The Perspecta® Spatial 3D system, developed by Actuality Systems, Inc., creates holographic images inside a 24-inch dome. The full-color, full-motion system can display images of the body revealing the exact location of tumors in true 3D space.
A study led by Rush, which also included Tufts-New England Medical Center, and Rhode Island Hospital/Brown Medical School, found the Perspecta has significant potential to achieve better quality in radiation treatment planning. The study results are being presented this week at the annual meeting of the American Society for Therapeutic Radiology and Oncology in Philadelphia (November 5-9, 2006).
The effectiveness of radiation therapy depends on the medical team's ability to concentrate high radiation doses to the tumors while minimizing the doses to surrounding critical organs. Many of the planning tasks, such as beam placement, volume delineation, and plan evaluation are three dimensional (3D) in nature. However, current planning displays, showing 2D cross-sections or 3D renderings on a flat computer screen, are two dimensional (2D) in nature.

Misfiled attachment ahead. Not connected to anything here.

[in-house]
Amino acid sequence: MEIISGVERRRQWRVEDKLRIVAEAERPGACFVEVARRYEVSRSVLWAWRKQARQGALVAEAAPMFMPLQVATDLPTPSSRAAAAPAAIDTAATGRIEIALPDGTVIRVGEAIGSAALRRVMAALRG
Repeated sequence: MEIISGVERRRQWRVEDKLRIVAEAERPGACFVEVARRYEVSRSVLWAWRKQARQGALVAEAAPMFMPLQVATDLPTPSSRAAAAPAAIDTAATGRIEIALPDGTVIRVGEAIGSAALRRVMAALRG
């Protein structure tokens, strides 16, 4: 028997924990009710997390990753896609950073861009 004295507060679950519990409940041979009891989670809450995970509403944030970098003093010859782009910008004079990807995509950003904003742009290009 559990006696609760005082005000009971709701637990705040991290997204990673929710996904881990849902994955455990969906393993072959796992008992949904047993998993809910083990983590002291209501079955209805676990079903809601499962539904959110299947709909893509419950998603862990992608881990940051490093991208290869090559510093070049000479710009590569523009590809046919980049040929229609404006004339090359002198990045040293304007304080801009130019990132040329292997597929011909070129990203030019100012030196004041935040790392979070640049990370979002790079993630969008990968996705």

Actuality Systems "PerspectaRAD" Spatial 3D system generates true 3D imagery with a full 360-degree field of view. Using high-speed electronics, a CT scan is projected onto a screen spinning inside a 24-inch transparent dome. The screen, spinning at over 900 rotations per minute, forms a detailed, holographic image that can be viewed and manipulated from any vantage point around the 360-degree dome, by any number of users.
The study compared radiation treatment plans produced on a flat computer screen with those prepared using the Perspecta. Fourteen previously treated plans were replanned using Perspecta. The plans were then reviewed by four physicians who we
Source:Rush University Medical Center